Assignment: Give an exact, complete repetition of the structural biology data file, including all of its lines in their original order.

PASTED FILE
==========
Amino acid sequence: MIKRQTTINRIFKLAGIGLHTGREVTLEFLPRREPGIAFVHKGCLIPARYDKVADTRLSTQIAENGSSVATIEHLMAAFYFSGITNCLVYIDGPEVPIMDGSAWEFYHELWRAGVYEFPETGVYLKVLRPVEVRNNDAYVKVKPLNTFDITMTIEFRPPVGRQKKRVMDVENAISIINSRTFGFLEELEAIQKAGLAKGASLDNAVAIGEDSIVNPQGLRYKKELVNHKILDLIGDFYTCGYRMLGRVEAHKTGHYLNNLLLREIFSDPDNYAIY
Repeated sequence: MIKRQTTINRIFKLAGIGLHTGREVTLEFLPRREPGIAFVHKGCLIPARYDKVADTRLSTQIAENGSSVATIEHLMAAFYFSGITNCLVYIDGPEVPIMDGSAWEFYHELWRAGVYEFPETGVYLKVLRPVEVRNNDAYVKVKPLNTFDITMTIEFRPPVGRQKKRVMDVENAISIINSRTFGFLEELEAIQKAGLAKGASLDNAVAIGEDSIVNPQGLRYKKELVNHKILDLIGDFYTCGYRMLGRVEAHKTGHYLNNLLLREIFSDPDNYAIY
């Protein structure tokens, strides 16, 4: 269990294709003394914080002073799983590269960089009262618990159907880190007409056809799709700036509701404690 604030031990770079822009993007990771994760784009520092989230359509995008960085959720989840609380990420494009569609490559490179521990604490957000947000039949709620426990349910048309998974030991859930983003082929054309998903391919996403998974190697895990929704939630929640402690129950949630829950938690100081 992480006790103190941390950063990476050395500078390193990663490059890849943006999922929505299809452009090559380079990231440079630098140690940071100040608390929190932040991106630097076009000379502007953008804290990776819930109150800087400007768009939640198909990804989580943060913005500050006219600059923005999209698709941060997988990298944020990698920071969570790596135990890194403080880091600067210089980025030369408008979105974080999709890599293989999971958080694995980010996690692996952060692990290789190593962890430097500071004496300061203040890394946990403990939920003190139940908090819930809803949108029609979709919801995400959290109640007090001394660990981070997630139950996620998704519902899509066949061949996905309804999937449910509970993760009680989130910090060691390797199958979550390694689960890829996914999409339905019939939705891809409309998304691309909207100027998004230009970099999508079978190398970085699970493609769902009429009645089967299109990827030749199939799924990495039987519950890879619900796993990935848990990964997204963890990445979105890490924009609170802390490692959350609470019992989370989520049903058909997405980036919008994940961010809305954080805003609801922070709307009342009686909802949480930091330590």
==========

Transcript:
Amino acid sequence: MIKRQTTINRIFKLAGIGLHTGREVTLEFLPRREPGIAFVHKGCLIPARYDKVADTRLSTQIAENGSSVATIEHLMAAFYFSGITNCLVYIDGPEVPIMDGSAWEFYHELWRAGVYEFPETGVYLKVLRPVEVRNNDAYVKVKPLNTFDITMTIEFRPPVGRQKKRVMDVENAISIINSRTFGFLEELEAIQKAGLAKGASLDNAVAIGEDSIVNPQGLRYKKELVNHKILDLIGDFYTCGYRMLGRVEAHKTGHYLNNLLLREIFSDPDNYAIY
Repeated sequence: MIKRQTTINRIFKLAGIGLHTGREVTLEFLPRREPGIAFVHKGCLIPARYDKVADTRLSTQIAENGSSVATIEHLMAAFYFSGITNCLVYIDGPEVPIMDGSAWEFYHELWRAGVYEFPETGVYLKVLRPVEVRNNDAYVKVKPLNTFDITMTIEFRPPVGRQKKRVMDVENAISIINSRTFGFLEELEAIQKAGLAKGASLDNAVAIGEDSIVNPQGLRYKKELVNHKILDLIGDFYTCGYRMLGRVEAHKTGHYLNNLLLREIFSDPDNYAIY
């Protein structure tokens, strides 16, 4: 269990294709003394914080002073799983590269960089009262618990159907880190007409056809799709700036509701404690 604030031990770079822009993007990771994760784009520092989230359509995008960085959720989840609380990420494009569609490559490179521990604490957000947000039949709620426990349910048309998974030991859930983003082929054309998903391919996403998974190697895990929704939630929640402690129950949630829950938690100081 992480006790103190941390950063990476050395500078390193990663490059890849943006999922929505299809452009090559380079990231440079630098140690940071100040608390929190932040991106630097076009000379502007953008804290990776819930109150800087400007768009939640198909990804989580943060913005500050006219600059923005999209698709941060997988990298944020990698920071969570790596135990890194403080880091600067210089980025030369408008979105974080999709890599293989999971958080694995980010996690692996952060692990290789190593962890430097500071004496300061203040890394946990403990939920003190139940908090819930809803949108029609979709919801995400959290109640007090001394660990981070997630139950996620998704519902899509066949061949996905309804999937449910509970993760009680989130910090060691390797199958979550390694689960890829996914999409339905019939939705891809409309998304691309909207100027998004230009970099999508079978190398970085699970493609769902009429009645089967299109990827030749199939799924990495039987519950890879619900796993990935848990990964997204963890990445979105890490924009609170802390490692959350609470019992989370989520049903058909997405980036919008994940961010809305954080805003609801922070709307009342009686909802949480930091330590």